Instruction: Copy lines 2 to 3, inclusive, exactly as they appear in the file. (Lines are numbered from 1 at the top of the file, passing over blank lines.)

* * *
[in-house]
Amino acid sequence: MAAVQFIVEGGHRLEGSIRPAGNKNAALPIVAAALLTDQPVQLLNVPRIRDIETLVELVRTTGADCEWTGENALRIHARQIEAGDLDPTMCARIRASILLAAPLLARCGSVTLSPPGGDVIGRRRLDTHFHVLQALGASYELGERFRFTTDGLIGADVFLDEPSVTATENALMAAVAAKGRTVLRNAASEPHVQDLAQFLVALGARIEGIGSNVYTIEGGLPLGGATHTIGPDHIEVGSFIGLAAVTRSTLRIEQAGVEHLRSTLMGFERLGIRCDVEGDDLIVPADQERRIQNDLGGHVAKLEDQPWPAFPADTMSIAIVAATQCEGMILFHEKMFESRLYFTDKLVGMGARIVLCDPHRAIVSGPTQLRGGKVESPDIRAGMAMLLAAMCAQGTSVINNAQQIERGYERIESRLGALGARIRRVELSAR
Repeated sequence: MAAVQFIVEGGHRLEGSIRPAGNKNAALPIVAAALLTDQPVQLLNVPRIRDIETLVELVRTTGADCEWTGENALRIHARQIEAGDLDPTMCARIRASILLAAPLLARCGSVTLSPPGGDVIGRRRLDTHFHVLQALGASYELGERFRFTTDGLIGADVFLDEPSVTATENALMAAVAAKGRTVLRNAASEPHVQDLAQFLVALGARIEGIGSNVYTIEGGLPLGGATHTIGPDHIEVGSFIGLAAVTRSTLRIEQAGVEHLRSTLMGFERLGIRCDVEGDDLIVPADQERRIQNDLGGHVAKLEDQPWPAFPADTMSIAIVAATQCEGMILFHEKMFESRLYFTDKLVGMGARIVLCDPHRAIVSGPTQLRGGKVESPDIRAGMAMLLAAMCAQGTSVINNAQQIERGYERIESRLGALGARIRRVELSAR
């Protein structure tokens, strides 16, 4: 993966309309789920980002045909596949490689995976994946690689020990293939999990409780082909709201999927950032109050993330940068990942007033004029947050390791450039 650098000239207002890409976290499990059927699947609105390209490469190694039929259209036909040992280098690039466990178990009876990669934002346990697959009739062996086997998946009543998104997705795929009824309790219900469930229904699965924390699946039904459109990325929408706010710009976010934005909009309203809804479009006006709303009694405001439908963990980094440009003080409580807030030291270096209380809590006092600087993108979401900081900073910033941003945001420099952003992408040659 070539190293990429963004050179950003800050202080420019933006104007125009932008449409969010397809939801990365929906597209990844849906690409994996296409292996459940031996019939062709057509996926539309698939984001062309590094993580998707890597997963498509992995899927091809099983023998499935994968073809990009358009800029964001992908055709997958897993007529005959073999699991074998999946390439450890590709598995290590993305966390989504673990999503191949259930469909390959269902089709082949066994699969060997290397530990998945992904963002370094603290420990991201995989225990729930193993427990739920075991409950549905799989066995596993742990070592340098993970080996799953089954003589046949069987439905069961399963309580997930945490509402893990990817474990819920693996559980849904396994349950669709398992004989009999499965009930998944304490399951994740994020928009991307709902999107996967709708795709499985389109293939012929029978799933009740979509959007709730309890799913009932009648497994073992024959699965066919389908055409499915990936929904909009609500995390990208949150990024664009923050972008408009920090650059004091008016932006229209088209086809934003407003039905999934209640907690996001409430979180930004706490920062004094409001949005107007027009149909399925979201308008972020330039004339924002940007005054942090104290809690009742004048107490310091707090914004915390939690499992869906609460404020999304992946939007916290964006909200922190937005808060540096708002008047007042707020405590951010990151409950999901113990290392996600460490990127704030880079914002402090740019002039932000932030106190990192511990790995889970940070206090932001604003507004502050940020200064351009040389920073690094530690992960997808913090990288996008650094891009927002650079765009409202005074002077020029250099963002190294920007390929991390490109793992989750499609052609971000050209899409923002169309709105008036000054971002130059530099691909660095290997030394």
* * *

Amino acid sequence: MAAVQFIVEGGHRLEGSIRPAGNKNAALPIVAAALLTDQPVQLLNVPRIRDIETLVELVRTTGADCEWTGENALRIHARQIEAGDLDPTMCARIRASILLAAPLLARCGSVTLSPPGGDVIGRRRLDTHFHVLQALGASYELGERFRFTTDGLIGADVFLDEPSVTATENALMAAVAAKGRTVLRNAASEPHVQDLAQFLVALGARIEGIGSNVYTIEGGLPLGGATHTIGPDHIEVGSFIGLAAVTRSTLRIEQAGVEHLRSTLMGFERLGIRCDVEGDDLIVPADQERRIQNDLGGHVAKLEDQPWPAFPADTMSIAIVAATQCEGMILFHEKMFESRLYFTDKLVGMGARIVLCDPHRAIVSGPTQLRGGKVESPDIRAGMAMLLAAMCAQGTSVINNAQQIERGYERIESRLGALGARIRRVELSAR
Repeated sequence: MAAVQFIVEGGHRLEGSIRPAGNKNAALPIVAAALLTDQPVQLLNVPRIRDIETLVELVRTTGADCEWTGENALRIHARQIEAGDLDPTMCARIRASILLAAPLLARCGSVTLSPPGGDVIGRRRLDTHFHVLQALGASYELGERFRFTTDGLIGADVFLDEPSVTATENALMAAVAAKGRTVLRNAASEPHVQDLAQFLVALGARIEGIGSNVYTIEGGLPLGGATHTIGPDHIEVGSFIGLAAVTRSTLRIEQAGVEHLRSTLMGFERLGIRCDVEGDDLIVPADQERRIQNDLGGHVAKLEDQPWPAFPADTMSIAIVAATQCEGMILFHEKMFESRLYFTDKLVGMGARIVLCDPHRAIVSGPTQLRGGKVESPDIRAGMAMLLAAMCAQGTSVINNAQQIERGYERIESRLGALGARIRRVELSAR